Geert Wilders, the right-wing Dutch politician. Photograph: Jerry Lampen/Reuters

“Islamophobia” is a relatively new word, perhaps only from the late 1980s. What it signifies, however, dates back to the very beginning of the Islamic faith. Indeed, the initial response of the Meccan elite to the monotheistic preaching of Muhammad was so fearful of the economic fallout and political challenge of the message brought by this new prophet that the first Muslims were forced to flee to a safe haven in Madina. After Islam was established as a community and expanded, it came into conflict with the Christian enclaves in Syria and Egypt, as well as the Sassanian Persian empire to the east. By the time Muslims had briefly made forays into southern France in the 9th century, the Venerable Bede villified them as a “very sore plague.” Whether seen as Arabs, Moors or Turks, the many ethnicities represented by the growing religion understandably struck fear among those who saw the faith as a political or religious threat.

Fear is understandable; anything new is prone to be misunderstood, especially when the issue is about how to believe in God. Christians and Jews came to fear Islam because it was a rival, one with powerful political muscle through the 16th century. Fear, however, is not the problem. The major stumbling block for peaceful coexistence between rival faiths or ideologies of any kind is hatred. It is one thing to reject the message of Islam on an intellectual level, but it is quite another to so detest the religion and the people who follow it so much that violence erupts. Take the medieval Crusades. Liberating Jerusalem from the infidels seemed a noble goal, but slaughtering the inhabitants until rivers of blood flowed in the narrow alleys is congenital religiocide. Even the option of conversion was foreclosed. The Christian God of love and mercy became the vengeful God of hate; Jehovah triumphed over Jesus, while Saracen and Jewish blood paid the price.

I suspect that the term “Islamophobia” casts too wide a net for the levels of reaction to Islam in Europe and America. Phobias are real problems, but I can be afraid of heights or enclosed spaces without ratcheting it up to outright hate. Most people who have a negative view of Islam, and by inevitable extension Muslims, act out of fear. Not appreciating the diversity of views within the historical and contemporary contexts of Islam and acting primarily on biased reports and stereotypes, it is not surprising that the religion linked to Osama Bin Laden and al-Qaeda suicide bombers generates concern and fear. But there are more than a billion Muslims in the world and the vast majority are like the vast majority of people everywhere: wanting to live a peaceful and profitable life on this earth is the shared goal. The fanatics feed on the inevitable frustrations of Muslims, many of whom live under systems of oppression and lack the freedom to expand the dimensions of their faith. All except the most forgiving followers of Jesus have reason to hate the fanatics, but it must be remembered that extremists are more likely to kill fellow Muslims they disagree with than walk into a 7/11 store in Utah and open fire on Mormons.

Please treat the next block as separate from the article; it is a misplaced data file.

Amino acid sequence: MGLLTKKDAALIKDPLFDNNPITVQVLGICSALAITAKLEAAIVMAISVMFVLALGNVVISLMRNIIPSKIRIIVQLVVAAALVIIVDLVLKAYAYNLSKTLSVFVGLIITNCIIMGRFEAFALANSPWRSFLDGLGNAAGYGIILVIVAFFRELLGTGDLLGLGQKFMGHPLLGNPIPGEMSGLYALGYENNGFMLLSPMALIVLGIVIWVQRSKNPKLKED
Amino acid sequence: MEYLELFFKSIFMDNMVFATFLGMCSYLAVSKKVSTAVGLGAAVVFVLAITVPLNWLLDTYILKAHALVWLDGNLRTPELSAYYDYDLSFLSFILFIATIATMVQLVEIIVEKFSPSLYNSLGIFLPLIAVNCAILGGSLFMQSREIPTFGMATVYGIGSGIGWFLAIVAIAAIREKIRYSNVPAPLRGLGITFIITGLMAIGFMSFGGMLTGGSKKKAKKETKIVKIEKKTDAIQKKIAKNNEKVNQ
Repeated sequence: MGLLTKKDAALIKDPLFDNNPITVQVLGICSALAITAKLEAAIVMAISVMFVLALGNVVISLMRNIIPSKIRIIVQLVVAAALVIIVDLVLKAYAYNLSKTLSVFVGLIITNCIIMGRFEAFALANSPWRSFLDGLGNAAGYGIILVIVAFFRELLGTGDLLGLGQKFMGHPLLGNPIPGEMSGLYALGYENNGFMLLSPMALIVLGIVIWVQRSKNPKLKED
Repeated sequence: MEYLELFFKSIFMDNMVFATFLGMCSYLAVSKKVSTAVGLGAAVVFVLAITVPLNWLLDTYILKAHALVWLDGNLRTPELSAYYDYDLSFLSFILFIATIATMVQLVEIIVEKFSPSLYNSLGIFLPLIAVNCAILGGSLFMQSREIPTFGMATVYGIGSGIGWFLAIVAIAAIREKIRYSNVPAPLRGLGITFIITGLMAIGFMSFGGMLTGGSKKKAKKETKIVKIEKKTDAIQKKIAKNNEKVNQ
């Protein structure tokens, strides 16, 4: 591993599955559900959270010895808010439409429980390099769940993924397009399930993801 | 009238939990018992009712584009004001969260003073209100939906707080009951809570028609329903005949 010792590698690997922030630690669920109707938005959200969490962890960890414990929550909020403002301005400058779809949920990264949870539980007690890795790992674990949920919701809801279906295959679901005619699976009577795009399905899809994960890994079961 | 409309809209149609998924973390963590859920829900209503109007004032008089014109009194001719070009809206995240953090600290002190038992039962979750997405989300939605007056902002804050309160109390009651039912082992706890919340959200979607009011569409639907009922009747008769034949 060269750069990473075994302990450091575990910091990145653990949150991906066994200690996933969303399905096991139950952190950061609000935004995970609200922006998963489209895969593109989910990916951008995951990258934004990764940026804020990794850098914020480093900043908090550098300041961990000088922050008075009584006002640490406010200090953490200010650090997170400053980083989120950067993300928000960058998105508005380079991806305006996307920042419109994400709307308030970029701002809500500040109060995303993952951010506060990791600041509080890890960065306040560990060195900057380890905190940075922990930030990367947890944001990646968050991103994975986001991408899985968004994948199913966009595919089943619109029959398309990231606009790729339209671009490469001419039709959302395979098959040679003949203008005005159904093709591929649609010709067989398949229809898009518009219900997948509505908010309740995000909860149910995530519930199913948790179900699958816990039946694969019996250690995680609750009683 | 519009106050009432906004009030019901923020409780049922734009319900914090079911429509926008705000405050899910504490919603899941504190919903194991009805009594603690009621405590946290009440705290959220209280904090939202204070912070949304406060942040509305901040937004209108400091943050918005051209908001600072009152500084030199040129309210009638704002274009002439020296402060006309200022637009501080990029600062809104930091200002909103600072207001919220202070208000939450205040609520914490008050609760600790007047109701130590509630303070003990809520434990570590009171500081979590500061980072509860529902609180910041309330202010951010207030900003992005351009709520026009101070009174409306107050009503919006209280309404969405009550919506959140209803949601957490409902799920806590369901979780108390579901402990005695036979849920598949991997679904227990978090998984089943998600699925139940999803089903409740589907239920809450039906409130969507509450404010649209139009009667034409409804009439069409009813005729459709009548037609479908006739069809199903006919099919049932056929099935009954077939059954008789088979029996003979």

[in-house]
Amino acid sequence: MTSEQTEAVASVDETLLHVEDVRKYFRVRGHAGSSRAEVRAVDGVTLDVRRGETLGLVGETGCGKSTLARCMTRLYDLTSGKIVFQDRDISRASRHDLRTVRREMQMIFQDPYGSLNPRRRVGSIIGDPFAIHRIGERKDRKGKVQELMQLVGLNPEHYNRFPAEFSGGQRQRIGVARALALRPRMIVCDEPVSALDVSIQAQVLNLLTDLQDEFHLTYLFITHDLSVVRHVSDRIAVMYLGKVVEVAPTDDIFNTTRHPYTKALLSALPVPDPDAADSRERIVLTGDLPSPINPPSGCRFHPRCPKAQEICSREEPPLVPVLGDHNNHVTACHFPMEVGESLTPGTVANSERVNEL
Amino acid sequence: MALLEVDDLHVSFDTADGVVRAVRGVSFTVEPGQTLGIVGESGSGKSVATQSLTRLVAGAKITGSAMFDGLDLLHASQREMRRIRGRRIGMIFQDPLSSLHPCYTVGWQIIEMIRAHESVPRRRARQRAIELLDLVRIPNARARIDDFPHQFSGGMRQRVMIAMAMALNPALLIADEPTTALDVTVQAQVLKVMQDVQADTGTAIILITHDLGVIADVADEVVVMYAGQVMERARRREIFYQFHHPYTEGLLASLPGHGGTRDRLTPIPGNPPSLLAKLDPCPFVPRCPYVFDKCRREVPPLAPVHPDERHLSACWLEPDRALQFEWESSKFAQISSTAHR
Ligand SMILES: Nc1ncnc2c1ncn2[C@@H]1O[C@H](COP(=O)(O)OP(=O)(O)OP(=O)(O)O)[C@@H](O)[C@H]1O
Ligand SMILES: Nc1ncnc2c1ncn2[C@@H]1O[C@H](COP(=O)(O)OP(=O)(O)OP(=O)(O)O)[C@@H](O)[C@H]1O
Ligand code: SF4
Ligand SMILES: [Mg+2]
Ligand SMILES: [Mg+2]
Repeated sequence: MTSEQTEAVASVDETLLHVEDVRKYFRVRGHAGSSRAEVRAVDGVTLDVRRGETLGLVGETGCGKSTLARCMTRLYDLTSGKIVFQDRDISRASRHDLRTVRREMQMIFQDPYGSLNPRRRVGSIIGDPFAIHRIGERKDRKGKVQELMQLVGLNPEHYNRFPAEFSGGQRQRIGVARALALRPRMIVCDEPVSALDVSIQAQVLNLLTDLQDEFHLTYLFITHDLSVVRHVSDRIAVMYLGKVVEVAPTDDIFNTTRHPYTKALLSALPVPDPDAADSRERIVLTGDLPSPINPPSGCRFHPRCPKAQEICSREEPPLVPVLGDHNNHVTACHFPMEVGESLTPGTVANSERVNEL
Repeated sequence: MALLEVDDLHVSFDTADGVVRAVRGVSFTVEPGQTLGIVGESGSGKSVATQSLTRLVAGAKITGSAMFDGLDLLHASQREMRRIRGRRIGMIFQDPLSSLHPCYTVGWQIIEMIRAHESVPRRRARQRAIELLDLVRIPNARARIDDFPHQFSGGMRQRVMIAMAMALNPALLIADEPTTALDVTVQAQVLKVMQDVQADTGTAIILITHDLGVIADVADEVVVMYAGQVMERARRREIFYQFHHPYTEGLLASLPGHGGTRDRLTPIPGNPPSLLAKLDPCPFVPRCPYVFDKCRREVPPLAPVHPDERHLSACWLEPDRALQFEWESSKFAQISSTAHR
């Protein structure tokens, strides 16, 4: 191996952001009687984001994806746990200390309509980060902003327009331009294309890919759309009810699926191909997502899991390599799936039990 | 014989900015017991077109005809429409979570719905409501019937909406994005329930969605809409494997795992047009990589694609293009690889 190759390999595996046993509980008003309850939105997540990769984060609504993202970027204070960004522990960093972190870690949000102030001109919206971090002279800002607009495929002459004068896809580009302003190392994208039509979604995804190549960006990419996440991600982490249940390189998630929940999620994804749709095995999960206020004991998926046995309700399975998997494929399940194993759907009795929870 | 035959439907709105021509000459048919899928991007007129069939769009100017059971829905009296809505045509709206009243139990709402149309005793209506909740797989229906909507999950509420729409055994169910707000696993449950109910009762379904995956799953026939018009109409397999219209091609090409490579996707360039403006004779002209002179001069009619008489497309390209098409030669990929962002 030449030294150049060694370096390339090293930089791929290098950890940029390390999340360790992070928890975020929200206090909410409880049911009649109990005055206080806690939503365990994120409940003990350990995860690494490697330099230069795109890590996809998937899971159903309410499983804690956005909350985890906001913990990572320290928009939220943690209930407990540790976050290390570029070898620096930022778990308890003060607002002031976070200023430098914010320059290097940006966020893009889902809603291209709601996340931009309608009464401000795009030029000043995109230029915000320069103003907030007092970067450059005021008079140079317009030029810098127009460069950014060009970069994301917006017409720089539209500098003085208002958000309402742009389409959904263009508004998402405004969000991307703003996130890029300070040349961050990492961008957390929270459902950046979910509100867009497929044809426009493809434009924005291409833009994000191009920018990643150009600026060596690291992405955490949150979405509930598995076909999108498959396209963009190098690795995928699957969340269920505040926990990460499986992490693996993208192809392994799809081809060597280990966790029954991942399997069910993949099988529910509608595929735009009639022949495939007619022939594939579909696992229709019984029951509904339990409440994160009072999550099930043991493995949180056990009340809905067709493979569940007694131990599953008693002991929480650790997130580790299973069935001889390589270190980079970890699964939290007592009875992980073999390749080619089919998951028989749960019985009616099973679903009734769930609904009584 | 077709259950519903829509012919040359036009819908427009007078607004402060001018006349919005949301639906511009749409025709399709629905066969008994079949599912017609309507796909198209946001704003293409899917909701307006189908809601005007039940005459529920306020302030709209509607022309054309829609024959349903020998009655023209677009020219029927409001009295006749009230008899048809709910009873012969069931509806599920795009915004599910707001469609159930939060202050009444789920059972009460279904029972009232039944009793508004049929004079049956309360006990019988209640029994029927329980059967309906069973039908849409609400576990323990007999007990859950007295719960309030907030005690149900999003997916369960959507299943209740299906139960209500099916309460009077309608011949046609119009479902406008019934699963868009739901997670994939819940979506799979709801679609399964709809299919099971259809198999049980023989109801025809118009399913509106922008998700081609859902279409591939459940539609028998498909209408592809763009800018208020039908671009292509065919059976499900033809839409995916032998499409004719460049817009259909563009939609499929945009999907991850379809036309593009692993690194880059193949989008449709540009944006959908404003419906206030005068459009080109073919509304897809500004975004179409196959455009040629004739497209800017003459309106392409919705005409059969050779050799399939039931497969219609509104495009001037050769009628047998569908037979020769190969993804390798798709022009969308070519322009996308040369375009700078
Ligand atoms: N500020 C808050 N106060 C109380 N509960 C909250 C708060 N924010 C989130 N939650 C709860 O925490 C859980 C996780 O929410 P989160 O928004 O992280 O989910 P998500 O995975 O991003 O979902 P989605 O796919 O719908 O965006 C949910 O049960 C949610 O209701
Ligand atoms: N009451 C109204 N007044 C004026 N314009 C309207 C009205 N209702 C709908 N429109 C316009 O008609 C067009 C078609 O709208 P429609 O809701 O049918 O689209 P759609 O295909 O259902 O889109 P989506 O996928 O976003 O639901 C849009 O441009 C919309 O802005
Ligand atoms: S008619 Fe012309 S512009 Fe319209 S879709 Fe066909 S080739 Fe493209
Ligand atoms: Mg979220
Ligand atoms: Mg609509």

I know that neologisms can be annoying, but they also allow us to escape the shackles of burdened connotations. Given the relatively recent birth of “Islamophobia,” I propose a variation to provide nuance in the debate. Those who fear Islam can be communicated with through dialogue and educated about the inherent problems in bias; those who hate Muslims and the religion that is defined solely as an evil plot will probably not be swayed by reason or appeals to mutually sane coexistence. For those who hate to the point that “the only good Muslim is a dead Muslim” becomes a mantra, I suggest we apply the term “MisIslamothropes.” The “mis” and the “thrope” both stem from misanthrope, which ultimately is the basis for all human hatred of others. There is no way to measure the relative amounts of Islamophobes and MisIslamothropes. To me the cross-over line is the desire to kill or cause harm, following on the Gospel moral that intention is also a sin. If it is a sin to want to have sex with your neighbor’s wife, then surely it must be to want to kill someone simply because he or she is a Muslim.

So is it really possible to hate Islam and not hate Muslims, as Dutch politician Geert Wilders insists? On a theoretical level one can hate the sin and love the sinner, a principle supposedly at the base of Christianity, but the problem comes in defining the “sin.” Wilders obviously hates the “Islam” he defines, but makes no effort to examine his own bias and view the Islam of most Muslims. His motivation, which is blatantly political to be sure, is one of fear, but it goes beyond his own personal distaste to actively promoting hatred of the religion. To the extent Islam is seen solely as something sinful and inherently evil, there will be no love for Muslims except those who are willing to abandon such sin. Those who foment hate by perpetuating only a biased view of Islam cannot say they do not hate the Muslims who love their faith. Hate fueled by fear would not be a problem if it did not have an impact in the real world. The MisIslamothropy of Geert Wilders, Daniel Pipes and Robert Spencer is more than a public nuisance; it legitimates the very kind of hate attributed to Islam.

Daniel Martin Varisco